What do Native Americans, the Deep South, and corn have in common? (Hint: Pepper Place Market can help connect the dots). If you’ve ever been to Pepper Place Market on an early Saturday morning, you can probably identify with the rose-colored glasses influence it can have. There you are, a warm early morning breeze against your face, you have a head start on the world, and as you scan the crowd of cheerful locals gathering their bounty, you’re certain that the early bird has caught the worm. Suddenly you feel younger, more Zen, and at one with the granola folks. All of this just because local farmers are serving up their week’s worth of fresh harvest in all its beauty and glory for your choosing? In one word, the answer is yes.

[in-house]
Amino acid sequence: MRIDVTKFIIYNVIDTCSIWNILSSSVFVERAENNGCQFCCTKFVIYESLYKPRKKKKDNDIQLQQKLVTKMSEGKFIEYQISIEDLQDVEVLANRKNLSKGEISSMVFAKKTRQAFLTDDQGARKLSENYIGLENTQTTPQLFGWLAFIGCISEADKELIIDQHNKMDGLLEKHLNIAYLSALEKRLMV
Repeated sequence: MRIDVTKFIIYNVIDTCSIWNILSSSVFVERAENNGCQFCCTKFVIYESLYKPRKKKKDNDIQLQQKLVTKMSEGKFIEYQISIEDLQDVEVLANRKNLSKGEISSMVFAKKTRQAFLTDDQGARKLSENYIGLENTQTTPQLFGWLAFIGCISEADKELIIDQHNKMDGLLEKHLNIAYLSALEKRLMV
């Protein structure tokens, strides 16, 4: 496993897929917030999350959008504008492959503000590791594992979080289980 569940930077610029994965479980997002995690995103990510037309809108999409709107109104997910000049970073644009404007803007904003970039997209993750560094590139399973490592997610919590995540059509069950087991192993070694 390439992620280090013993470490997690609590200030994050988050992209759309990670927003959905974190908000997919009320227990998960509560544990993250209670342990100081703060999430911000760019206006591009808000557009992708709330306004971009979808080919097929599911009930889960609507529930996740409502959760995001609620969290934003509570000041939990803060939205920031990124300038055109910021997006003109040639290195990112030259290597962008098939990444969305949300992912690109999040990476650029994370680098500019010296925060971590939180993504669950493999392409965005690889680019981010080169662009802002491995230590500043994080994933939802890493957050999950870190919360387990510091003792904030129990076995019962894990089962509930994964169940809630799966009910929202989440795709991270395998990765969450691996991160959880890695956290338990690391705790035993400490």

This prolific produce brings out the fresh market chef in all of us. Generally, I leave the market with enough vegetables to feed a small country. I have grand intentions of cooking daily armed with these delicious veggies. Unfortunately by Tuesday, the workload has already begun to pile up and Bottega is calling my name. By Friday, I’m sure I have to find something fabulous to do with my crop before it becomes compost for the garden. This leads me back to the question at hand – what do Native Americans, the Deep South, and corn have in common? Well, Summer Succotash, of course! Corn was a principal food of the Native Americans and in the spirit of harvest, limas and other beans were added to create a simple dish we know as succotash. Today, we southerners can make a succotash out of most anything. Last week, Jason Mezrano, my son and executive chef of our family owned catering business, did just that. Starting with the base of corn and beans, we like to throw in tomatoes, red bell peppers, green onions, and okra. It makes a great side but can certainly hold its own as the main event. Check out how Jason kicked it up a notch with a Creole-style Succotash topped with a tasty Crawfish Cake, just perfect for a summer meal!